If your dog is coughing up brownish coffee ground appearing blood, this can be because your dog has a GI ulcer. If your dog has a GI infection or they have been vomiting, they can develop an ulcer.

This is when the lining of the stomach or intestines has become very thin causing an ulcer that is bleeding. This blood can come up when your dog coughs or vomits. GI ulcers can improve with medications from your vet.

In some dogs, these ulcers can cause a perforation in your dog’s stomach where food contents can leak into their abdomen causing an infection. If your dog’s stomach has perforated, they will need surgery to repair this defect in the stomach. The cost for surgery can be upwards of $4 to $5,000. If you catch the GI ulcers before it ruptures medical treatment may only be a $300 to $500+

3 Steps You Can Take at Home to Help Your Dog

Many times if your dog is coughing up blood or vomiting up blood it is best for your dog to see a vet right away. Sometimes there are some things that can be done at home such as:

  • Feeding a bland diet such as chicken and rice. This can help your dog if they are coughing up blood because for a GI issue.
  • Giving antacids such as Pepcid. Antacids are commonly used for dogs with upset stomachs.
  • Give your dog antihistamines such as Benadryl. This can be used for mild respiratory issues. The typical dosage of Benadryl is 1mg/pound twice a day.

Many of these should only be given after you talk with your vet. It is best to also monitor your dog for any other health issues and if you notice that your dog is not acting normal or coughing up blood more than once you should see your vet.

When Should I Call the Vet?

If your dog is coughing or vomiting blood, they really should see an ER vet right away. Many times, this indicates a very severe issue that really should be investigated.

These are some other signs that you may notice that would indicate you do not need to try any at-home treatment and really need to go to the vet right away.

  • Your dog is continuing to cough or vomit blood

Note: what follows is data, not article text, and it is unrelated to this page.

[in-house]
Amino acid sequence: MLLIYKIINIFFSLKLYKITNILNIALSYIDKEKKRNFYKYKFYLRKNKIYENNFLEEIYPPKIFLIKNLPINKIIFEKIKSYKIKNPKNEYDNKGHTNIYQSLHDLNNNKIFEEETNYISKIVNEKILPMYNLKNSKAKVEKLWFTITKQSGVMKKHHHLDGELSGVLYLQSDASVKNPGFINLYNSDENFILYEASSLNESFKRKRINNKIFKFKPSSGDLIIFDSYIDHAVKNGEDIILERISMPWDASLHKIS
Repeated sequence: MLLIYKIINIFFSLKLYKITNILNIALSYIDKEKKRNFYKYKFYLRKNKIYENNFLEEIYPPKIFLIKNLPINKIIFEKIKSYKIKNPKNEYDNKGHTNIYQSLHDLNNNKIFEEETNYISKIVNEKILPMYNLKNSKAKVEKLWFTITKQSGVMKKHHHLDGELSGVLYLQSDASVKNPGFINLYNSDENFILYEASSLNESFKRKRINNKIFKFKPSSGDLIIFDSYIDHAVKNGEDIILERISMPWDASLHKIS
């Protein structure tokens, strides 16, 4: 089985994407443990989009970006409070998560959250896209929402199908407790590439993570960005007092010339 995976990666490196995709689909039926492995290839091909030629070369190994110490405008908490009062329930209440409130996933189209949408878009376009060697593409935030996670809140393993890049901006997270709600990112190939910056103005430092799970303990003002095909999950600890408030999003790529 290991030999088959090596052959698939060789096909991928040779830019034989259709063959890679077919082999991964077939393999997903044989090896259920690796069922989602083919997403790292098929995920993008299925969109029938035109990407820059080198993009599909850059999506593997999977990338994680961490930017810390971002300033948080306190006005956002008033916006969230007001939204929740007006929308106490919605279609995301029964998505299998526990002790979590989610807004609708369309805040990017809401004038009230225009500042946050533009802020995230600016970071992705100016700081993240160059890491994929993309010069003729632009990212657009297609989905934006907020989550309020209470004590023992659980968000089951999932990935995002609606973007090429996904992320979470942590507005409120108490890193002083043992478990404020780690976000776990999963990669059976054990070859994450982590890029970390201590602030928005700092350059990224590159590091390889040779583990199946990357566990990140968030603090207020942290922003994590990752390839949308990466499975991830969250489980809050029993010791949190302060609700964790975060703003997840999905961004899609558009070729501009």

• Your dog’s gums are pale or blue
  • Your dog is having issues breathing
  • Your dog is not eating or drinking
  • Your dog is extremely lethargic.

All of these are severe issues and should be seen by a vet right away. If you postpone vet care when you are noticing these other health issues can be life-threatening for your dog.

Vet Diagnosis

Your vet will run bloodwork and take x-rays or ultrasounds to see what is causing them to cough up blood. They may also want to test your dog for heartworms especially if they are not taking heartworm prevention and in an area that is known for heartworm disease.

After they figure out what is causing your dog to continue to cough up blood, they will be able to treat your dog. This may be heartworm treatment, surgery, or medication to help treat any infection that your dog may be experiencing.


Many of these issues causing your dog to cough up blood can be life-threatening. Respiratory issues can usually be treated and do not always carry a poor prognosis.

What you Should Know Before the Vet Visit

When you are preparing for your vet visit, taking pictures of the blood that your dog has coughed or vomited will help your vet determine what is causing these issues. It is also great to keep your dog calm and not allow them to continue to exhaust themselves by playing.

Disclaimer: This website's content is not meant to be a substitute for veterinary care. Always consult with your local veterinarian for health decisions. Learn more.

FAQ with the Vet

Are certain breeds more likely to be affected?

Small dogs are more prone to developing heart disease. All dogs can develop heartworms, respiratory issues and GI ulcers.

Is it ok to give my dog Benadryl?

Yes, it is perfectly fine to give a dog Benadryl. The dosage is 1mg/pound twice a day. This can help treat many allergy issues and mild upper respiratory issues.

Final Thoughts

Coughing up blood is not something that should be taken lightly. This can mean that your dog has a severe medical issue that needs to be seen and treated by a vet right away. It is never a bad idea to take your dog immediately to a vet if you see a cough or vomit blood. Your vet will be able to quickly assess your dog and help treat your dog’s condition so that they can quickly improve.


  • Dr. Ochoa earned her Doctorate in Veterinary Medicine from St. George University and completed her program with excellent scores. She has been working as a veterinarian since 2015 for Whitehouse Veterinary Hospital in Whitehouse, TX.

Disclaimer: This website's content is not meant to be a substitute for veterinary care, diagnosis, or treatment. Always consult with your veterinarian to determine the best course of action. Read More.